Silly question but how Is boric acid different from borax? Leonid
you have answered my questions about how the metal reacts to being
melted, I'm sure it is a very complex process that I stand little
chance of controlling.
Process may be complex, but as goldsmiths we do not have to
understand down to molecular level. Flux is an integral component of
melting, so it make sense to spend some time discussing it.
For melting silver neither borax, nor boric acid are suited.
Adequate flux is sal ammoniac. The best flux has to have additional
components, based on particular circumstances. Generally, the
dirtier the metal, the more complex flux recipe should be.
There are 3 main enemies standing between goldsmith and sound ingot.
They are - oxygen, flux acidity, and common impurities like iron. Sal
ammoniac, at high temperatures will decompose into ammonia and
hydrogen chloride, both powerful oxidizing agents. They will form
oxides that will rise to the surface. Also by-product of reactions is
free oxygen. Use too little and not all of the contaminants will be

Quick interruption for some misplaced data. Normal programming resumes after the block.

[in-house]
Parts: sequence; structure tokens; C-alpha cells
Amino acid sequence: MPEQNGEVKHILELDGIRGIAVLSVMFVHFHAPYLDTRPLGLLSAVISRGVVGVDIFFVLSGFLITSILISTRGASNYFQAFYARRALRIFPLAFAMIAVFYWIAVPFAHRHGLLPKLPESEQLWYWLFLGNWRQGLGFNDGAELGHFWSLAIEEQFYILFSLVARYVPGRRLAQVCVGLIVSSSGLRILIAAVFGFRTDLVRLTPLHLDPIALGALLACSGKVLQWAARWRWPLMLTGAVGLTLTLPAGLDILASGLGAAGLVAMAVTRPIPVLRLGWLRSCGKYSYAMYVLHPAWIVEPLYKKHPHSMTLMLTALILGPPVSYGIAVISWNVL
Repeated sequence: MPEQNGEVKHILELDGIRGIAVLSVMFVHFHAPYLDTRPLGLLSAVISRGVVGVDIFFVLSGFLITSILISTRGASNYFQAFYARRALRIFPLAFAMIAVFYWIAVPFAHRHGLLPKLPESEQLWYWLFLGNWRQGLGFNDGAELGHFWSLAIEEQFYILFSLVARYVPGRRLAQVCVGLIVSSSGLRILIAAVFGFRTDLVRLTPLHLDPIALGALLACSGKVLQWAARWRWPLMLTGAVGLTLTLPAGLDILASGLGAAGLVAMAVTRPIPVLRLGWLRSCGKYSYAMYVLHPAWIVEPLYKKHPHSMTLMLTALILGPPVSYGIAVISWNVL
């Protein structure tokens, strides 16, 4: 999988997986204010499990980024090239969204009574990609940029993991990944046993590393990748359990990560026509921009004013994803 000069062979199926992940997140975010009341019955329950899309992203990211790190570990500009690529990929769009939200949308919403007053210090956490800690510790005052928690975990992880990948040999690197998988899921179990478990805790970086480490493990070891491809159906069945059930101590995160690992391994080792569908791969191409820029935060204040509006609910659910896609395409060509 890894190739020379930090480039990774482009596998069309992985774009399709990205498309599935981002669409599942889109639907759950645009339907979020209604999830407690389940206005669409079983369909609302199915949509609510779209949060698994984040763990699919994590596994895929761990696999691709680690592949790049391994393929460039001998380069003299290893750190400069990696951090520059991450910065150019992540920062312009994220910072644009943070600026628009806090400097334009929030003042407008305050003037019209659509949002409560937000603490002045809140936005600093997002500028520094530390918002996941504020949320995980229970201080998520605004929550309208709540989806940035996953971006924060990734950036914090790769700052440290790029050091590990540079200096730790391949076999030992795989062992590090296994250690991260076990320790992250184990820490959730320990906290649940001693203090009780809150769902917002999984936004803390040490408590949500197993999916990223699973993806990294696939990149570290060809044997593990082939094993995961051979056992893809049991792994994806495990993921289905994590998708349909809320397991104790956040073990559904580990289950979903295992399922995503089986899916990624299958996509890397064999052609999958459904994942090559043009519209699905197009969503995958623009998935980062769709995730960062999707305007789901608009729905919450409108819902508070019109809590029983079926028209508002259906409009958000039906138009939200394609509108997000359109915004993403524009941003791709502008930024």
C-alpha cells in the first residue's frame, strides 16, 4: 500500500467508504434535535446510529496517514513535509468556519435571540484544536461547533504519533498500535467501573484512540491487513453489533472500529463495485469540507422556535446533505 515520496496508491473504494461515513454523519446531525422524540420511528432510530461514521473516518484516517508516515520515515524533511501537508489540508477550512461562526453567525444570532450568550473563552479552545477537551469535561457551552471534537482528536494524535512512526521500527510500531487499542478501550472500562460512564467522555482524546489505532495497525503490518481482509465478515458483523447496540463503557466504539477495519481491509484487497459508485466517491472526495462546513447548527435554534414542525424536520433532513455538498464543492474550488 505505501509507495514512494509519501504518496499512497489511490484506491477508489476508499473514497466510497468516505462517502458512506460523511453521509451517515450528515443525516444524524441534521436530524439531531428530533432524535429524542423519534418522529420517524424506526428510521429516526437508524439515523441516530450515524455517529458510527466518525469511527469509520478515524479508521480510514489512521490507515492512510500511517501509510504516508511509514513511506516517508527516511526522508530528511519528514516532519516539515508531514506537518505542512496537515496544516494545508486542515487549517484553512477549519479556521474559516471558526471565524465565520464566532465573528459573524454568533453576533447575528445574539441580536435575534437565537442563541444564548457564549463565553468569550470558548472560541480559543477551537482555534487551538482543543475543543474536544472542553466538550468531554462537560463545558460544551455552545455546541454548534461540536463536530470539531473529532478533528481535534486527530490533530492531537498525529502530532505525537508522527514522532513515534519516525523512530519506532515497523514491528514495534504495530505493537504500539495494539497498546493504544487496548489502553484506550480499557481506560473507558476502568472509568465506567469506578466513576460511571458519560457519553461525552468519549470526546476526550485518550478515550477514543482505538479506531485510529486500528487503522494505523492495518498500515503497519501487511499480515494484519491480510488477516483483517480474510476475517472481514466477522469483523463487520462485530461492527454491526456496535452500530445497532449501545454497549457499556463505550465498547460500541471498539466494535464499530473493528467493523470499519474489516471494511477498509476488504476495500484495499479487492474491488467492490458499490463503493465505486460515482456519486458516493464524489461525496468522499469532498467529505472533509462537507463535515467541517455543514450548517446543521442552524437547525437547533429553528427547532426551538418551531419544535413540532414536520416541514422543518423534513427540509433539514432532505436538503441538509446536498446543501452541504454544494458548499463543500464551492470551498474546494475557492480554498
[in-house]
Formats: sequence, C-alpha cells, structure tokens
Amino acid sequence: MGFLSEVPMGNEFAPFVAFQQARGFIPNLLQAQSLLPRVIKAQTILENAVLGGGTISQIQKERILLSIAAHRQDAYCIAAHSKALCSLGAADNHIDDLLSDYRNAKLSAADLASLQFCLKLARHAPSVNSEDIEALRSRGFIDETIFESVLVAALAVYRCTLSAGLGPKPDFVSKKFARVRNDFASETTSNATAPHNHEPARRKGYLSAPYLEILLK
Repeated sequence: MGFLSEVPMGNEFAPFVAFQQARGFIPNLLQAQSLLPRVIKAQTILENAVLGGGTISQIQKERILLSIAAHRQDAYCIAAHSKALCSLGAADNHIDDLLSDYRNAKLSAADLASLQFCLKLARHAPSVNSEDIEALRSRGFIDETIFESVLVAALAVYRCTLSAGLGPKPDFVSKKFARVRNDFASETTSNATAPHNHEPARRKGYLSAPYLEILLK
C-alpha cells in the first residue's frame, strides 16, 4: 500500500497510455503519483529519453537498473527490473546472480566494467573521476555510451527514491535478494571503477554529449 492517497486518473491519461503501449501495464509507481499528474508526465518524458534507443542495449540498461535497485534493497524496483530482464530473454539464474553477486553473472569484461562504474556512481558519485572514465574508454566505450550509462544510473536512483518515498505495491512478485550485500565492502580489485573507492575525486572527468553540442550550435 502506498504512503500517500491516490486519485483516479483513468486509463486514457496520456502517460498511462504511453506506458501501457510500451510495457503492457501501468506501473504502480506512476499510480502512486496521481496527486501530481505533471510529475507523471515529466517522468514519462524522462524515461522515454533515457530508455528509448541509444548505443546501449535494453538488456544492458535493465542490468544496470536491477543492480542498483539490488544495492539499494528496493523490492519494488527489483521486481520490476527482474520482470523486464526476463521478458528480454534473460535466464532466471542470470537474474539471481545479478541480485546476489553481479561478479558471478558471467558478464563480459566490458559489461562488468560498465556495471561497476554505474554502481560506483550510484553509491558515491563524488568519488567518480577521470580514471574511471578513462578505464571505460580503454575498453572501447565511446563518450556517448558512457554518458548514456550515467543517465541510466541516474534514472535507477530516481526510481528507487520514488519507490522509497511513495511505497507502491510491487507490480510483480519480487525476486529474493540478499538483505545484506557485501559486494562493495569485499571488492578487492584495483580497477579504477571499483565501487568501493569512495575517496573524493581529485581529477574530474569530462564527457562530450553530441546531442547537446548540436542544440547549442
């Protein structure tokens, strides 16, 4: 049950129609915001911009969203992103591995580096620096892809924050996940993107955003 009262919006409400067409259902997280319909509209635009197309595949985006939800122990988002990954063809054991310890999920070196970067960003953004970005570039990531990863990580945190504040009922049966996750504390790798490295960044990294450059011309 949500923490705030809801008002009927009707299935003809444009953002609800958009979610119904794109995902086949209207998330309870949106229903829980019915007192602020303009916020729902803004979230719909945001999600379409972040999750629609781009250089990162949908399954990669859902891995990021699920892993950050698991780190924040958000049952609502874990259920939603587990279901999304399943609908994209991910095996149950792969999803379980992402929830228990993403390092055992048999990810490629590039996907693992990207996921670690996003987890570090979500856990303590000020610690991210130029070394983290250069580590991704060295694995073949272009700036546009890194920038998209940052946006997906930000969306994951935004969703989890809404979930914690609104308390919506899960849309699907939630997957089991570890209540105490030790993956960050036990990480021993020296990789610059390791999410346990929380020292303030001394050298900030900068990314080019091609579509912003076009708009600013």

removed; too much will result in free oxygen been present, which is
detrimental for silver. Oxygen can be converted to carbon dioxide by
introducing carbon, which is accomplished by addition of flour.
Oxydes has to be contained in some kind of a medium. Borax can be
used for this purpose, but regular soda is far superior. Soda also
neutralizes acidity of flux. It acidity is not neutralized, some of
metal can be trapped inside molten flux, a condition some of you
Iron will be present, no matter what you do! Working metal with
magnet only reduces amount of iron.Complete elimination should be
done in crucible by adding potassium carbonate. One more component
to finish the recipe is powdered glass.
Presence of glass makes flux to retreat to back end of crucible
during pouring. That way one get ingot without flux been trapped in.
Needless to say that working with chemicals is dangerous and can
cause serious injury. Good ventilation is a must.